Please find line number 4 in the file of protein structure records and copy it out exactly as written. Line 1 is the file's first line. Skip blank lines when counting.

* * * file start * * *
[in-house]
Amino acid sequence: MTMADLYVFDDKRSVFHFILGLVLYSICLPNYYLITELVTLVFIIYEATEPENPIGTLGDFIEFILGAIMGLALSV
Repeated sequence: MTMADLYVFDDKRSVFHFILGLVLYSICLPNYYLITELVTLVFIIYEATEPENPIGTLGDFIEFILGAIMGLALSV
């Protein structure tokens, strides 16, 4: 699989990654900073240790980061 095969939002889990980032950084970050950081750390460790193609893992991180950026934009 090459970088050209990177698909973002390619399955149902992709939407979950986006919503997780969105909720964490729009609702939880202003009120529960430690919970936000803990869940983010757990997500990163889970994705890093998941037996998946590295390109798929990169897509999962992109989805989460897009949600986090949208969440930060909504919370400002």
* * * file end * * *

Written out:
């Protein structure tokens, strides 16, 4: 699989990654900073240790980061 095969939002889990980032950084970050950081750390460790193609893992991180950026934009 090459970088050209990177698909973002390619399955149902992709939407979950986006919503997780969105909720964490729009609702939880202003009120529960430690919970936000803990869940983010757990997500990163889970994705890093998941037996998946590295390109798929990169897509999962992109989805989460897009949600986090949208969440930060909504919370400002």